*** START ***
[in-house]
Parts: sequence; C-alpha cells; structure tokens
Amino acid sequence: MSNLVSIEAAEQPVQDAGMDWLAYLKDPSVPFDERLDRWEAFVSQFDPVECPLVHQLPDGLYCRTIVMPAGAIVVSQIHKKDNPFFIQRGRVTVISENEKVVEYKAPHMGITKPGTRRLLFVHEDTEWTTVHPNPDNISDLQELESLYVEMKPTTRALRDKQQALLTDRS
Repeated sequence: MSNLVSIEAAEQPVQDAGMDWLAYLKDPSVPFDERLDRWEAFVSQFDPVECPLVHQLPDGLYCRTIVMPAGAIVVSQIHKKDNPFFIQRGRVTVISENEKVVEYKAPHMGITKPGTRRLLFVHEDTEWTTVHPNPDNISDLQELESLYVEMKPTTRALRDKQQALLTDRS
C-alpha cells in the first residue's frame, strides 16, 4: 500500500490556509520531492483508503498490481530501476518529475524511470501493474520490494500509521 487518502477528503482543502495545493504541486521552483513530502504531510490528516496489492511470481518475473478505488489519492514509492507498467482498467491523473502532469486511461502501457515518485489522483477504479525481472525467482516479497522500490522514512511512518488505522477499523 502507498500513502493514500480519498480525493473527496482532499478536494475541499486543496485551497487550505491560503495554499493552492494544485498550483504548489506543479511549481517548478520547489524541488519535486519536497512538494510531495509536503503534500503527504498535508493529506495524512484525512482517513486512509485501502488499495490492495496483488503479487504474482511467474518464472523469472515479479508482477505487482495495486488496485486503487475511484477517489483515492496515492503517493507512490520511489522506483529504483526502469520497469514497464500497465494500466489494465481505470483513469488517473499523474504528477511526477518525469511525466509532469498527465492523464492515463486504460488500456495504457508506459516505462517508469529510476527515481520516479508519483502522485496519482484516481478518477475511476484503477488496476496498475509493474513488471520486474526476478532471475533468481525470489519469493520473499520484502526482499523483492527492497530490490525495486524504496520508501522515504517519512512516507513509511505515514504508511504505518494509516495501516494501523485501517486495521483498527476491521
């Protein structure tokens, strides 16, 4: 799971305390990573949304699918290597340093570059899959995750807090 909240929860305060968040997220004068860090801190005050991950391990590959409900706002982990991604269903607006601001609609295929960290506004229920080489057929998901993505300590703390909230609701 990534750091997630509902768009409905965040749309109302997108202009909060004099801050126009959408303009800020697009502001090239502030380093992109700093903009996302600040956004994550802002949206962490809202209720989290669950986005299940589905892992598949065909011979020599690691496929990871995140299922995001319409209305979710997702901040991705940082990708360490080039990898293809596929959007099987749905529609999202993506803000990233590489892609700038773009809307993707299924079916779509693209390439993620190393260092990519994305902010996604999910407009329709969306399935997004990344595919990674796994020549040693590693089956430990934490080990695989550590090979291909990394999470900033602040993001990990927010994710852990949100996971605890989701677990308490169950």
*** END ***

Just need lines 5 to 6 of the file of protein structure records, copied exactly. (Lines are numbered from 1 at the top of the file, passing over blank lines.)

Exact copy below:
C-alpha cells in the first residue's frame, strides 16, 4: 500500500490556509520531492483508503498490481530501476518529475524511470501493474520490494500509521 487518502477528503482543502495545493504541486521552483513530502504531510490528516496489492511470481518475473478505488489519492514509492507498467482498467491523473502532469486511461502501457515518485489522483477504479525481472525467482516479497522500490522514512511512518488505522477499523 502507498500513502493514500480519498480525493473527496482532499478536494475541499486543496485551497487550505491560503495554499493552492494544485498550483504548489506543479511549481517548478520547489524541488519535486519536497512538494510531495509536503503534500503527504498535508493529506495524512484525512482517513486512509485501502488499495490492495496483488503479487504474482511467474518464472523469472515479479508482477505487482495495486488496485486503487475511484477517489483515492496515492503517493507512490520511489522506483529504483526502469520497469514497464500497465494500466489494465481505470483513469488517473499523474504528477511526477518525469511525466509532469498527465492523464492515463486504460488500456495504457508506459516505462517508469529510476527515481520516479508519483502522485496519482484516481478518477475511476484503477488496476496498475509493474513488471520486474526476478532471475533468481525470489519469493520473499520484502526482499523483492527492497530490490525495486524504496520508501522515504517519512512516507513509511505515514504508511504505518494509516495501516494501523485501517486495521483498527476491521
């Protein structure tokens, strides 16, 4: 799971305390990573949304699918290597340093570059899959995750807090 909240929860305060968040997220004068860090801190005050991950391990590959409900706002982990991604269903607006601001609609295929960290506004229920080489057929998901993505300590703390909230609701 990534750091997630509902768009409905965040749309109302997108202009909060004099801050126009959408303009800020697009502001090239502030380093992109700093903009996302600040956004994550802002949206962490809202209720989290669950986005299940589905892992598949065909011979020599690691496929990871995140299922995001319409209305979710997702901040991705940082990708360490080039990898293809596929959007099987749905529609999202993506803000990233590489892609700038773009809307993707299924079916779509693209390439993620190393260092990519994305902010996604999910407009329709969306399935997004990344595919990674796994020549040693590693089956430990934490080990695989550590090979291909990394999470900033602040993001990990927010994710852990949100996971605890989701677990308490169950």